remaining time was very short during which the appropriation would be available, and as Senator Hitchcock was at
that time in Europe, General Thayer made a trip to Washington and saw Hon. A. B. Mullett, the supervising architect
of the treasury, who was a personal friend of the general and who took immediate steps toward the adjustment of
the title of the site and the erection of the building. W. H. B. Stout is also said to have been influential locally
in urging the original appropriation for the Government building.
"Senator Hitchcock had Col. O. H. Wilson appointed a superintendent of the Government building. Mr. Wilson
served in that capacity for about one year and was succeeded by a Mr. Beals, who served a shorter period. Mr. Beals
was in turn succeeded by Mr. Tyler, who continued as superintendent of construction until the building was finished.
"The survey for the excavation of the old building was made May 25, 1874, and ground was broken on Tuesday,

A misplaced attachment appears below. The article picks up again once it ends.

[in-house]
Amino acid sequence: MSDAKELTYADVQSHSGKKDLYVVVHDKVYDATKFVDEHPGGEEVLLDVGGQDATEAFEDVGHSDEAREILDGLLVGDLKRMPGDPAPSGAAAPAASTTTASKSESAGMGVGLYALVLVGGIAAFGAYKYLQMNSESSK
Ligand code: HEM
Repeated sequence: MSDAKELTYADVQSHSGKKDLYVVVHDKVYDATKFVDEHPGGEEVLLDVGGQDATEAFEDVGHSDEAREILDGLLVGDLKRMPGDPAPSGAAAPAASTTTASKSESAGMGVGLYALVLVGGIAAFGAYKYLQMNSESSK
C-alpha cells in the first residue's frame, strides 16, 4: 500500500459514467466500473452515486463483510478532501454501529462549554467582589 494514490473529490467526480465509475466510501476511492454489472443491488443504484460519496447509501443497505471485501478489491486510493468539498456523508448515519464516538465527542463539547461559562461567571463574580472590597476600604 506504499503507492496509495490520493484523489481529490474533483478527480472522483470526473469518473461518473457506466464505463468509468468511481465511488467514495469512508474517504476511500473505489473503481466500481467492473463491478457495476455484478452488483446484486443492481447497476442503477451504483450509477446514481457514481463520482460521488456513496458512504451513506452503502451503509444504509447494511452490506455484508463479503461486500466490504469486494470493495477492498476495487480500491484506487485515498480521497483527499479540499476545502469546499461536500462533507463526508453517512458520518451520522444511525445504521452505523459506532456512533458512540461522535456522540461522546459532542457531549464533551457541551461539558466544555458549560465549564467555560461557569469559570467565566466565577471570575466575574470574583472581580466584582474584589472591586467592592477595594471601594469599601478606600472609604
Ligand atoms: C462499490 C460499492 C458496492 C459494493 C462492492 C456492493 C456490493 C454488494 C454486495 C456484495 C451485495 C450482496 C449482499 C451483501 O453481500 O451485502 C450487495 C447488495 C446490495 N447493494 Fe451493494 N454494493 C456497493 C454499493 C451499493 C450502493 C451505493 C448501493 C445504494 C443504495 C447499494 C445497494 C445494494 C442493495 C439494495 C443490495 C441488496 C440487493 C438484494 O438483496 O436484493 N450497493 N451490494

May 26, 1874. One of the newspapers of that date mentioned that it was very difficult to plow the ground, due to
its being packed by reason of its being a market. The. State Journal of May 28, 1874, notes that Colonel Wilson
had given the preference to married men over single men in employment on the postoffice building. On June 30, 1874,
the announcement was made in the local press that the excavation was completed. The contract for stone work on
the Government building was let three different times, the last being to W. H. E. Stout. The Beatrice Cement Company
was awarded the contract for furnishing cement. C. H. Gould and a Mr. Sawyer furnished the sand and brick. The
building was finally built of gray limestone, said to have been taken from the Dwyer Quarries on the Platte River.
No exercises appear to have been had in connection with the laying of the cornerstone of the old building and it
was completed in 1879."
Immediately after the abandonment of the old postoffice building in 1906, the new one being completed, the city
took steps to utilize the building as a city hall. Plans were made and the interior rearranged and refinished for
the accommodation of the city offices and council rooms. The building now serves the purpose of a city hall.
The new $350,000 postofilce building was erected just north of the old structure, upon Government Square, and was
secured largely through the efforts of Congressman A. J. Burkett. On September 2, 1904, the cornerstone was laid
and in the fall of 1906 the building was formally opened to the public. The cornerstone was laid in the forenoon